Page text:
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  9. Abstract Despite a lack of modern large earthquakes on shallowly dipping normal faults, Holocene M w  > 7 low-angle normal fault (LANF; dip<30°) ruptures are preserved paleoseismically and inferred from historical earthquake and tsunami accounts. Even in well-recorded megathrust earthquakes, the effects of non-linear off-fault plasticity and dynamically reactivated splay faults on shallow deformation and surface displacements, and thus hazard, remain elusive. We develop data-constrained 3D dynamic rupture models of the active Mai’iu LANF that highlight how multiple dynamic shallow deformation mechanisms compete during large LANF earthquakes. We show that shallowly-dipping synthetic splays host more coseismic slip and limit shallow LANF rupture more than steeper antithetic splays. Inelastic hanging-wall yielding localizes into subplanar shear bands indicative of newly initiated splay faults, most prominently above LANFs with thick sedimentary basins. Dynamic splay faulting and sediment failure limit shallow LANF rupture, modulating coseismic subsidence patterns, near-shore slip velocities, and the seismic and tsunami hazards posed by LANF earthquakes. 
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    Free, publicly-accessible full text available December 1, 2024
  10. ABSTRACT Seismic waves can couple with the atmosphere and generate sound waves. The influence of faulting mechanisms on earthquake sound patterns provides opportunities for earthquake source characterization. Sound radiated from earthquakes can be perceived as disturbing, even at low ground-shaking levels, which can negatively impact the social acceptance of geoengineering applications. Motivated by consistent reports of felt and heard disturbances associated with the weeks-long stimulation of a 6-km-deep geothermal system in 2018 below the Otaniemi district of Espoo, Helsinki, we conduct fully coupled 3D numerical simulations of wave propagation in the solid Earth and the atmosphere. We assess the sensitivity of the ground shaking and audible noise distributions to the source geometry of the induced earthquakes based on the properties of the largest local magnitude ML 1.8 event. Utilizing recent computational advances and the open-source software SeisSol, we model seismoacoustic frequencies up to 25 Hz, thereby reaching the lower limit of the human audible sound frequency range. We present synthetic distributions of shaking and audible sounds at the 50–100 m scale across a 12 km × 12 km area and discuss implications for better understanding seismic nuisances in metropolitan regions. In five 3D coupled elastic–acoustic scenario simulations that include data on topography and subsurface structure, we analyze the ground velocity and pressure levels of earthquake-generated seismic and acoustic waves. We show that S waves generate the strongest sound disturbance with sound pressure levels ≤0.04 Pa. We use statistical analysis to compare our noise distributions with commonly used empirical relationships. We find that our 3D synthetic amplitudes are generally smaller than the empirical predictions and that the interaction of the source mechanism-specific radiation pattern and topography can lead to significant nonlinear effects. Our study highlights the complexity and information content of spatially variable audible effects associated with small induced earthquakes on local scales.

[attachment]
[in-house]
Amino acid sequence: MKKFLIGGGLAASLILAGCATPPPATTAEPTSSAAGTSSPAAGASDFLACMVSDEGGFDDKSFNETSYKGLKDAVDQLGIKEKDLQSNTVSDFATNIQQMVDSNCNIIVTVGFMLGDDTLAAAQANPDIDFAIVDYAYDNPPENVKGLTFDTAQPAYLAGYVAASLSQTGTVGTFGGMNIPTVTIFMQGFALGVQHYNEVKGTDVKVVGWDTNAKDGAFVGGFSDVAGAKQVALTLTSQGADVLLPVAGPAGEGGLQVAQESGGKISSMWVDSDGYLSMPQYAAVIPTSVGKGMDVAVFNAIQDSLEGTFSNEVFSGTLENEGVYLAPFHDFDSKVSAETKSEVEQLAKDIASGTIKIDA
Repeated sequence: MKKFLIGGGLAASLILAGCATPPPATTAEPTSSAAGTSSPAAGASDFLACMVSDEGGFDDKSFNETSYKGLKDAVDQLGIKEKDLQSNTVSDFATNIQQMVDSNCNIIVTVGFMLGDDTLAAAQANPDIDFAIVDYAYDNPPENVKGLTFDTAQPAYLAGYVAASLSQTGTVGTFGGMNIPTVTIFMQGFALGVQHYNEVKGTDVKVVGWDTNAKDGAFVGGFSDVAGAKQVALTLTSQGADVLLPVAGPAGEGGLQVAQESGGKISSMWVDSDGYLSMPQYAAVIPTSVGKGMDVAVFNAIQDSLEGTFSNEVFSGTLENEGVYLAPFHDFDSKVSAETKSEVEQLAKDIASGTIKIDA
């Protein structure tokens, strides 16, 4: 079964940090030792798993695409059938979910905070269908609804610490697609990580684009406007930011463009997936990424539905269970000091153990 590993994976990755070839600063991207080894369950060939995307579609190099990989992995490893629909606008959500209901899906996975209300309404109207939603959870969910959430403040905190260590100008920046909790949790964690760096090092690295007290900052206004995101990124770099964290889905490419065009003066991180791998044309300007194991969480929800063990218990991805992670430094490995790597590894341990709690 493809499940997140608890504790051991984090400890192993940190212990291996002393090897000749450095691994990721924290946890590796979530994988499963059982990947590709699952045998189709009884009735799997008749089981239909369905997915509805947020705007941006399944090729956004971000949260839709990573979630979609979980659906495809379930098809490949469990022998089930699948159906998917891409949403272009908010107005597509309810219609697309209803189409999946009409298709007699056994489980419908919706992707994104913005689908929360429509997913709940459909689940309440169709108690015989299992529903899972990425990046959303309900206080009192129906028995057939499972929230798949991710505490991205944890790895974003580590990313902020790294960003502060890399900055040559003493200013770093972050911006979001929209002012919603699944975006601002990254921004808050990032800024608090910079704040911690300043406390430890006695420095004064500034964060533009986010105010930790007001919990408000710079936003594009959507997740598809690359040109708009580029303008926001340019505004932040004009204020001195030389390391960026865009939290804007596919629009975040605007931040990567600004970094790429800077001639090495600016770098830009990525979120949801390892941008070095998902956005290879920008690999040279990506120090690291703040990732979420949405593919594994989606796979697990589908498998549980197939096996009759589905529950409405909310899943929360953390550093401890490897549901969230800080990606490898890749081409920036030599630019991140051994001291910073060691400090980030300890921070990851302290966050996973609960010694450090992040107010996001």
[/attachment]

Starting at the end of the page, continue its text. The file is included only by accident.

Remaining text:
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    Free, publicly-accessible full text available July 7, 2024